Friday, January 15, 2010

Two-dal vegetable kootu (stew)

I’ve always liked kootu with lots of dal in it, even when some of the kootus have plenty of cooked and mashed dal in them to start with. If any time my mother made vazhakkai kootu, for instance, which has cooked mashed tur dal to thicken it, I would still want lots of cooked-but-firm chana dal in it, as well as plenty of crunchy fried urad dal in the tempering. Nothing less would do.

I like lots of urad dal tempering in dry vegetable dishes too, and always have. And because I do my own cooking, I’m at perfect liberty to use vast quantities of any dal I like without anybody questioning the authenticity of what are meant to be traditional recipes.

Still, I’m not so wrapped up in my own quirks that I don’t realise that other people might not share my preferences, so I usually tone down the quantities of dals in the recipes I publish on this blog, in the hope that I (and my recipes) will come across as normal to readers. (I’m not entirely sure that the ploy works, though. Does it?)

This kootu is pretty simple, and you can use pretty much whatever vegetables you have at hand (but I wouldn’t recommend okra, fresh or frozen). I use a pressure-cooker to cook the vegetables and dal together, but if you don't have one, or don't like to use it, the dals can be cooked separately, the vegetables steamed or boiled separately, and then brought together from Step 7. I'd recommend the pressure-cooker, though - it makes things much simpler.

I personally feel that the dals make it not only nutritious but also very tasty. Have the kootu over rice, with a couple of microwaved appalam/poppadums and any pickle (I recommend mango thokku) and a cup of yogurt on the side, and you will discover one of the many ways to gain entry into my personal foodie heaven.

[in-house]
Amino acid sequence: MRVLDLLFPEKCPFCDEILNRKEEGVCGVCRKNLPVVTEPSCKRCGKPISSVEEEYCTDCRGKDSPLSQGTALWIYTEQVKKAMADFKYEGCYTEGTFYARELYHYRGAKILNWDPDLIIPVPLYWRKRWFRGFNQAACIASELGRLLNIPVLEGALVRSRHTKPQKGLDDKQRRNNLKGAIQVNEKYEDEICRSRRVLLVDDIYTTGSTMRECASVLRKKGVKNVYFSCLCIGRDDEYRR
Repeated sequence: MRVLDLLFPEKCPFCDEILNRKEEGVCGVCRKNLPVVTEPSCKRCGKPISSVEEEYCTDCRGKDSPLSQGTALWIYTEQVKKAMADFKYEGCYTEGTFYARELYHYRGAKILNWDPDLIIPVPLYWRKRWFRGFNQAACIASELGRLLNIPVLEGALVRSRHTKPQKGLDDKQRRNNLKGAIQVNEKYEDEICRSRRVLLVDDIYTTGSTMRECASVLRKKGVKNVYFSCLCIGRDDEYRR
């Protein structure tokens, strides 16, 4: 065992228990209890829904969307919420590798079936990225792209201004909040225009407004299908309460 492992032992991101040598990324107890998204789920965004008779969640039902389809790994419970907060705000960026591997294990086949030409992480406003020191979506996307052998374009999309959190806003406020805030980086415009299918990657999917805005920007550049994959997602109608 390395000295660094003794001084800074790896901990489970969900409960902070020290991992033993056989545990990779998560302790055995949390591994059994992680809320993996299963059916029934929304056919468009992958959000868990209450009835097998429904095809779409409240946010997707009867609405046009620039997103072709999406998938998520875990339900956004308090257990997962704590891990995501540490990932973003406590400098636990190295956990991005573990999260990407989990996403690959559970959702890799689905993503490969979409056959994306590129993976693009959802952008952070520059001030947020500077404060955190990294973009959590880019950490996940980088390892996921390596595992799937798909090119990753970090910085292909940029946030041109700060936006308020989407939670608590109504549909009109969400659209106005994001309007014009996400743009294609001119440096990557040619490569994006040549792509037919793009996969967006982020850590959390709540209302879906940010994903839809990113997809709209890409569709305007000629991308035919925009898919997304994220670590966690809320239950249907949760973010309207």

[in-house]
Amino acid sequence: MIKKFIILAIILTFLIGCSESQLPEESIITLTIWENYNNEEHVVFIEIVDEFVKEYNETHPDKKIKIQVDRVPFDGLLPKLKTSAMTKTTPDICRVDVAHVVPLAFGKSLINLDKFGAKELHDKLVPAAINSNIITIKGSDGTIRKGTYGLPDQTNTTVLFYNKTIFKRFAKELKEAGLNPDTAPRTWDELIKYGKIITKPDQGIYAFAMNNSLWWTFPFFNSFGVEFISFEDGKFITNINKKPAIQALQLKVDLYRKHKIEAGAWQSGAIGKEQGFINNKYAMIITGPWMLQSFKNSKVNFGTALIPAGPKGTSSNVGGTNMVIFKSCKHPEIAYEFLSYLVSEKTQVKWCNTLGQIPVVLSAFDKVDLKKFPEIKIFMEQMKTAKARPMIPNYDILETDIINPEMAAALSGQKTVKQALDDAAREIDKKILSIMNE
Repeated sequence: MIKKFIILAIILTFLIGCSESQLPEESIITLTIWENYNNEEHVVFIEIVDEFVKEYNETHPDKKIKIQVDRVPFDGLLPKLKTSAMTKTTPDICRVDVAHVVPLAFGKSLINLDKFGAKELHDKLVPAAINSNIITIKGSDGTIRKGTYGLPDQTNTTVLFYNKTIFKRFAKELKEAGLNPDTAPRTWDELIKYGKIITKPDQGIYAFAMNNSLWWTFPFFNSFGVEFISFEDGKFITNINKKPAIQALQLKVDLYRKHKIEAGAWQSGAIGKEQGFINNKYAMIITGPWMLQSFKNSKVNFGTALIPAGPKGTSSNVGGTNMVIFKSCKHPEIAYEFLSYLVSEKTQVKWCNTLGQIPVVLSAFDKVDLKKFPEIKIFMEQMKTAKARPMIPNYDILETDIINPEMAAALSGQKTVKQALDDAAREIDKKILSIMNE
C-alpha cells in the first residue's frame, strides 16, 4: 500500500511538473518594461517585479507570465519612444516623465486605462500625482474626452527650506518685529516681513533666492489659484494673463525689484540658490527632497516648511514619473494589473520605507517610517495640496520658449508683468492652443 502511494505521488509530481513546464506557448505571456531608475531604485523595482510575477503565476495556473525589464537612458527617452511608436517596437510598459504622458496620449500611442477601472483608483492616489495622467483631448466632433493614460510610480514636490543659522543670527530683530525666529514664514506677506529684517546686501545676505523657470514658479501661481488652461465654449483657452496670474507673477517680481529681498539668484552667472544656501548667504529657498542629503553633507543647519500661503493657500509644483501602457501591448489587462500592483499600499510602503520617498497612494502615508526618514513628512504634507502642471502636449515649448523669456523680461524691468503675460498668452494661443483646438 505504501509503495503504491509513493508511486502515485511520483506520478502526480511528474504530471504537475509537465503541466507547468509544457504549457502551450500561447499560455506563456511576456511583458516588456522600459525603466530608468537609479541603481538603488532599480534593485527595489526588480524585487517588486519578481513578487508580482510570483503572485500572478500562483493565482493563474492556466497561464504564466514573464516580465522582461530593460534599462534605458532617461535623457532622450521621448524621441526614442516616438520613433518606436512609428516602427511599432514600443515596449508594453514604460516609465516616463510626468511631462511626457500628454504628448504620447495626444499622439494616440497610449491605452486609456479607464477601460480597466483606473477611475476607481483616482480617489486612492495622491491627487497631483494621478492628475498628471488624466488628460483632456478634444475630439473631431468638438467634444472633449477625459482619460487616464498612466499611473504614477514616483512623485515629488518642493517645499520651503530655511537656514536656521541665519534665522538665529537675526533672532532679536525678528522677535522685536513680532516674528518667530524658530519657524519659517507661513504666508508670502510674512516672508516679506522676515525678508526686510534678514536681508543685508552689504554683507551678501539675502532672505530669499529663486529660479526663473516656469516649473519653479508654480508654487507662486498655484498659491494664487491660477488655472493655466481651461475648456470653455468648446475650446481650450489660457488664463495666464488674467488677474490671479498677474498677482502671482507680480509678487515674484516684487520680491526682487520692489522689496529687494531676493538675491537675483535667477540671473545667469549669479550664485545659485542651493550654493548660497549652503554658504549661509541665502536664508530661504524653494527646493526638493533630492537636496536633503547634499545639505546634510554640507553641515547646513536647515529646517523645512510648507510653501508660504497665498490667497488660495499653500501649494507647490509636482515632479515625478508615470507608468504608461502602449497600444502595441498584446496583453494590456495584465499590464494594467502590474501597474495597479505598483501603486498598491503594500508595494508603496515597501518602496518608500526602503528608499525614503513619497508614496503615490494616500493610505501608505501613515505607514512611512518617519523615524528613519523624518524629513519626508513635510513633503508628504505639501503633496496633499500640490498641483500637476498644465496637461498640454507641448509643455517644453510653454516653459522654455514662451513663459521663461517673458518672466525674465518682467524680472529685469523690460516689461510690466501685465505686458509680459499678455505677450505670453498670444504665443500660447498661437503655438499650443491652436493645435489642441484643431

Recipe for:
Two-dal vegetable kootu



2.5 cups vegetables cut up small (I used cabbage, carrots, runner beans, potatoes and spinach)
1/4 cup chana dal
1/4 cup whole masoor dal
1/2 tsp turmeric powder
2 dried red chillies, chopped up fine
1 tsp oil
2 tbsp urad dal
2 tsp brown mustard seeds
1 tsp cumin seeds
1/4 tsp asafoetida powder (optional)
Salt to taste
About 2.5 cups water, or as required

Grind to a smooth paste:

3 tbsp grated fresh or frozen coconut (thawed)
4-5 green chillies (or to taste)
1/2 tsp cumin seeds
1 tbsp rice flour


1. If using cabbage, shred finely. Chop up any other vegetables you're using into small even-sized pieces.


2. Wash the two dals in cold water.


3. In an appropriately sized vessel that can go in your pressure cooker, place the dals at the bottom, then add the "hard" vegetables (like potatoes, carrots, etc), and finally the easy-cook vegetables like cabbage and frozen peas. If using spinach, DO NOT add to the vessel at this point.


Top with the turmeric powder and add enough water to just about cover the vegetables.

4. Pressure-cook for three whistles, and let the pressure drop naturally before opening the cooker.


5. In a pan, heat the oil. Add the mustard seeds, chopped dried red chillies, cumin seeds, urad dal and asafoetida powder. Cover and let the mustard seeds pop (about 30 seconds). The urad dal should have turned a golden brown.


6. Add the spinach leaves now (if using)


and stir fry till it is wilted but still green.


7. Lower the heat and add the cooked dal + vegetables to the pan (the liquid will sputter, so be careful).


8. Pour in the ground coconut masala.


Add salt to taste and mix well. Add more water if required (the kootu can be thick or a bit runny, depending on your taste. I keep it thick if it's a side dish for rotis or chapatis, and a bit runnier if it's to be served over rice.)


9. Serve hot over plain steamed white rice, or with chapaties.



Jagruti said...


Such a nice recpe..healthy too..


sra said...

We have similar tastes - I too like a lot of urad dal in the tempering, it's an art to brown it to just the right stage of crunchiness

Rekha shoban said...

Never tried dis kootu...quite interesting and healthy one

Linda said...

Dal, dal, and more dal. Especially when it comes to urad in tempering. And here I thought I was the only one...

Sometimes I add more cumin and mustard than I am supposed to ;)

Thanks for this pressure-cooker tutorial -- I always make cabbage kootu (so boring, I know) and, in the frying pan. Yours looks much easier and *much* tastier! :)